Monte Carlo Bond
Obligations pour la roulette de Monte Carlo

Main Readymade
Original version, 1924
Original Version:

1924, Paris
The Museum of Modern Art, New York
photocollage on colored lithograph/letterpress,
mounted on flat cardboard holder
imitated, rectified readymade
31.5 x 19.5 cm

A parody of a financial document in a system for playing roulette, this Readymade revolves around the idea of monetary transactions. Giving himself the position of Administrator, Marcel Duchamp conceived of a joint stock company designed to raise 15,000 francs and thus "break the bank in Monte Carlo" (Sheets 38). It was to be divided into 30 numbered bonds for which Duchamp asked 500 francs each. However, less than eight were actually assembled.

Monte Carlo Bond incorporates Duchamp's interest in linguistics and punning. The nonsensical pun "moustiques domestiques demistock" (translating as "domestic mosquitoes half stock") is repeated continuously at the top of the piece.


This Readymade's true artist is disputable, drawing on Duchamp's interest in questioning the traditional role of the artist. The piece itself is clearly Duchamp's, yet the photo of the artist was taken by his close friend and confidante Man Ray. Taking this issue a step further, the two signatures on the piece together illustrate a further complication: "Rrose Selavy" is printed in ink on the lower left while "Marcel Duchamp" simultaneously appears on the lower right. As a type of collaboration between Duchamp and his transvestite alter ego, Monte Carlo Bond stands as a gendered Readymade. Schwarz provides one type of sexual interpretation, noting Freud's theory that gambling is an activity as frustrating as onanism: "the passion to play is an equivalent of the old compulsion to masturbate" (704).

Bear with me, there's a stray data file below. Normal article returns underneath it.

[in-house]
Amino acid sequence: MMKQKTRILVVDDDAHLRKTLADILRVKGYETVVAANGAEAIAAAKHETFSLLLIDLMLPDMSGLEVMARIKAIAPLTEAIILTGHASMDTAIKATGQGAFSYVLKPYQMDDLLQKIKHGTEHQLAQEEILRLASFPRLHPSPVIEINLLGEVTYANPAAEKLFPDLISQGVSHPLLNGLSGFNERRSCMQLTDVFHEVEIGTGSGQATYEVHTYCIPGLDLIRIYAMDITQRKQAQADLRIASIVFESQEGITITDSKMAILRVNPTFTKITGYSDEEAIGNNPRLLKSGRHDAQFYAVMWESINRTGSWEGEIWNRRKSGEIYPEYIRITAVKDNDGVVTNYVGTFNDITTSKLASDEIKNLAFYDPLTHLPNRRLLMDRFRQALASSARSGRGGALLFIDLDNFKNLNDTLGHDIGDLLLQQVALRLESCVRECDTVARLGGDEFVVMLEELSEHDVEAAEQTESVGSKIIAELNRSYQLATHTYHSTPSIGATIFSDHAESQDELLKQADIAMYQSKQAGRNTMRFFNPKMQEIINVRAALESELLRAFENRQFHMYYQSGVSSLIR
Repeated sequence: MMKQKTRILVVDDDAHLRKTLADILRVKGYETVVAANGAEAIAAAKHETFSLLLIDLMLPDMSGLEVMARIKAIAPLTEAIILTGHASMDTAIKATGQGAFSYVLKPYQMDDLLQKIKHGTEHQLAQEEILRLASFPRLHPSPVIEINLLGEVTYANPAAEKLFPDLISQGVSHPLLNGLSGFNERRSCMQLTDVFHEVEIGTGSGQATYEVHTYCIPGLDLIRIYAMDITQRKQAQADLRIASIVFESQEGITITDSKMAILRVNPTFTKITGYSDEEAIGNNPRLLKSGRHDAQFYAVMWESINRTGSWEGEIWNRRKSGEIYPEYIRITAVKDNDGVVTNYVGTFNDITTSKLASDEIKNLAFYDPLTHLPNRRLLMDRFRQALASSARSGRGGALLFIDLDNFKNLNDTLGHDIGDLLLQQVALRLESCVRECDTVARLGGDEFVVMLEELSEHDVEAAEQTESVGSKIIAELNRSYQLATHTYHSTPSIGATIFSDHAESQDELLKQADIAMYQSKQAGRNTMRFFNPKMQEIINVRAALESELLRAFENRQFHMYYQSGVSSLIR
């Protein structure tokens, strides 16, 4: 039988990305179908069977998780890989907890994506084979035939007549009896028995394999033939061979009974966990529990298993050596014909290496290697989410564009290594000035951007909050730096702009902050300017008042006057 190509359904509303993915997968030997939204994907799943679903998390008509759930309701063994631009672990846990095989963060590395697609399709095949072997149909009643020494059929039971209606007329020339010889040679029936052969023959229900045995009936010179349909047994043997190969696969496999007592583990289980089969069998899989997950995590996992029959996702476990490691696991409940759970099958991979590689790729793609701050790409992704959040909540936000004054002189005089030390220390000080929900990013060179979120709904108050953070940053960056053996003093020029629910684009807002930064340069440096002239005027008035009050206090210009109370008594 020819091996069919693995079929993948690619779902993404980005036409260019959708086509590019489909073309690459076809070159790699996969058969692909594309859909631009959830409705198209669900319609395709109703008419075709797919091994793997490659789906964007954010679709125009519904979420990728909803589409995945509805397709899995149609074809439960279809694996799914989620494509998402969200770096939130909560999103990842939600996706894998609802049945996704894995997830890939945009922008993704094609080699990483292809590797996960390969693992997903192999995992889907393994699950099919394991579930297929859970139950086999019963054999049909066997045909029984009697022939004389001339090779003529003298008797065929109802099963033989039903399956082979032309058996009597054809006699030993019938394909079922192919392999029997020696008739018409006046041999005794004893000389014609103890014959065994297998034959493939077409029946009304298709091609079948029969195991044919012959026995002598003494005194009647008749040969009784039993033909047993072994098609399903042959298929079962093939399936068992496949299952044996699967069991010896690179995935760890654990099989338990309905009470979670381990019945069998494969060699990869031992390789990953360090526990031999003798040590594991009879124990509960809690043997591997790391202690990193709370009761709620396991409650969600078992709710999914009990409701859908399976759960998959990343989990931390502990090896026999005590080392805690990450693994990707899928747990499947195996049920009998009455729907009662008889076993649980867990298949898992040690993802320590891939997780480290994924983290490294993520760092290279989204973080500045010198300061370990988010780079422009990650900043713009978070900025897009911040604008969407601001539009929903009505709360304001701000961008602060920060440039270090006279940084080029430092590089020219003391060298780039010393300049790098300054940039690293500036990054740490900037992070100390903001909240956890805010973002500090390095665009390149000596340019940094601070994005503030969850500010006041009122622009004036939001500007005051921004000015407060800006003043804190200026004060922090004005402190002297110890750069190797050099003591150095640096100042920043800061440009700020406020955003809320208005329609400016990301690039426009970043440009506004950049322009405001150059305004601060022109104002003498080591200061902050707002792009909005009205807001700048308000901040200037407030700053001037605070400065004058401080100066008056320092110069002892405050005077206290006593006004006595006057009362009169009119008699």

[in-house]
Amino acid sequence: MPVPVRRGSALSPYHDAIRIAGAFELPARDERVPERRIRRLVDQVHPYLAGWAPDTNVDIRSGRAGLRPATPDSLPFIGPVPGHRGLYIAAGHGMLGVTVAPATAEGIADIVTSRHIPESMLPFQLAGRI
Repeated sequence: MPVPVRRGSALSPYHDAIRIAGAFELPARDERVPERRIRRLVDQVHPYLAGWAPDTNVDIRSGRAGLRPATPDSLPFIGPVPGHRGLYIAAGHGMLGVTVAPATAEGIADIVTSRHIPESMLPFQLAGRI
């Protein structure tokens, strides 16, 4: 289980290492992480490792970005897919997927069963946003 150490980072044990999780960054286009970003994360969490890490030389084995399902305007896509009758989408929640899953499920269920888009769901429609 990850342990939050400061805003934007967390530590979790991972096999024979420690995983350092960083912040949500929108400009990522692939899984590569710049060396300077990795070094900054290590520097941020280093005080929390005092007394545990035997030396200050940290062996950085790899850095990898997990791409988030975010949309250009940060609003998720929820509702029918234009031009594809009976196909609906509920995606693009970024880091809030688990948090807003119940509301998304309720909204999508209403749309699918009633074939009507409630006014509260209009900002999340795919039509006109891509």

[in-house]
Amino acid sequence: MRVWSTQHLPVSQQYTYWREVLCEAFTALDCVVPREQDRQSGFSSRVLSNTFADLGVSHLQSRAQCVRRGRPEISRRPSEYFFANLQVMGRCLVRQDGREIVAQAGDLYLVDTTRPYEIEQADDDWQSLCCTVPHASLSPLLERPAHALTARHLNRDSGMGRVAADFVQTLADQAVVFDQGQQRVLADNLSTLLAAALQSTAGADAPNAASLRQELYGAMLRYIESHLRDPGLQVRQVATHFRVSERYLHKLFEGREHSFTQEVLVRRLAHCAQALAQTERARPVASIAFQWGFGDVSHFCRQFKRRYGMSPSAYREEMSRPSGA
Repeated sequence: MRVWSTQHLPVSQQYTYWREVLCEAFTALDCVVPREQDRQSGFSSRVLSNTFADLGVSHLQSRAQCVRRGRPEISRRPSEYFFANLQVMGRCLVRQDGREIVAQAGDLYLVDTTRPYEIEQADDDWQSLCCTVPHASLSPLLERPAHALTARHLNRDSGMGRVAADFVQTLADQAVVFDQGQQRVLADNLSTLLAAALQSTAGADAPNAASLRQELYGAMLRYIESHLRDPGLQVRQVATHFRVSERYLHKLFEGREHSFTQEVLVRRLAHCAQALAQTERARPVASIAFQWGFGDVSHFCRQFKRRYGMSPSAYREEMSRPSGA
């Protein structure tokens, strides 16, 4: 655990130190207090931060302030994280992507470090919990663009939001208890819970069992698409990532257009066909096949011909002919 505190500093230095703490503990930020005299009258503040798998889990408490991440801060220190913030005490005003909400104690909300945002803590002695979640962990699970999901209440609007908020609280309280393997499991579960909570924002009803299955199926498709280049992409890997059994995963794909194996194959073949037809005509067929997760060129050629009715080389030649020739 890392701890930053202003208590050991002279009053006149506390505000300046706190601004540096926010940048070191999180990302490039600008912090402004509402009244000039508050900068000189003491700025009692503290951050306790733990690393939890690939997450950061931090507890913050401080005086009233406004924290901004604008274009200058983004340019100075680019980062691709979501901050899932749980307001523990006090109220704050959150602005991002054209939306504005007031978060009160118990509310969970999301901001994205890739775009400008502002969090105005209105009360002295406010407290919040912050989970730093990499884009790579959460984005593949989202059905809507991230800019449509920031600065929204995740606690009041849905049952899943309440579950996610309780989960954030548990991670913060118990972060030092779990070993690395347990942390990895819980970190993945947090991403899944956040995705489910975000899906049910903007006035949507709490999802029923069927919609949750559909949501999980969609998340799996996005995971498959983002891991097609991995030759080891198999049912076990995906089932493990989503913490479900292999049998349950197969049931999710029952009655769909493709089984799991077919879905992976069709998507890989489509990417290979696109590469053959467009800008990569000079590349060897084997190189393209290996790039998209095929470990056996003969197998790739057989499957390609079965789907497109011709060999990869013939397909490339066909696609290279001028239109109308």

The lithograph's portrait of Duchamp by Man Ray illustrate's Duchamp's interest in humor. In this comical portrait, Marcel is literally "transformed through shaving cream" into what Joselit terms a "chimerical figure, perhaps resembling a faun or devil..." (101). There appears so be some disagreement over the technicalities of this intriguing portrait transposed onto a roulette wheel. Schwarz calls the substance in Duchamp's hair "soapsuds" versus others' claims to it being shaving cream (703). However, all agree that the sculpting of the artist's hair produces a rather ridiculous result, no matter what the substance technically is. When discussing another similar photo taken at the same time by Man Ray, Sheets comments that Duchamp appears "with his hair sculpted into a rooster's pomp" (38).

Original version (one in series), 1924

Perhaps in an effort to make the bond appear legitimate, Duchamp printed the following extracts from the Company Statutes on the reverse side:

"Extracts from the Company Statutes
Clause No. 1. The aims of the company are:

1. Exploitation of roulette in Monte Carlo under the following conditions.

2. Exploitation of Trente-et-Quarante and other mines on the Cote Azur, as may be decided by the Board of Directors.

Clause No. 2. The annual income is derived from a cumulative system which is experimentally based on one hundred thousand rolls of the ball; the system is the exclusive property of the Board of Directors.

The application of this system to simple chance is such that a dividend of 20% is allowed.

Clause No. 3. The Company shall be entitled, should the shareholders to declare, to buy back all or part of the shares issued, not later than one month after the dare of the decision.

Clause No. 4. Payment of dividends shall take place on March 1 each year or on a twice yearly basis, in accordance with the wished of the shareholders" (Schwarz 703).

Replica, 1941

In the end, the artist's elaborate financial system did not work, and Duchamp eventually admitted that he never really did win anything (Schwarz 704). In classic Duchampian style, the idea of the system, not its physical manifestation (in this case a monetary profit), is what stands as important in the end.

1) Maquette for Monte Carlo Bond
Kunsthaus Zurich
Inscribed in in pencil "maquette"

2) 1938, Paris
Color reproduction. Made for Siecle (Paris), no. 4 (Christmas 1938)
2,000 copies in print

3) 1941, Paris
Color reproduction.
Made for inclusion in The Box in a Valise

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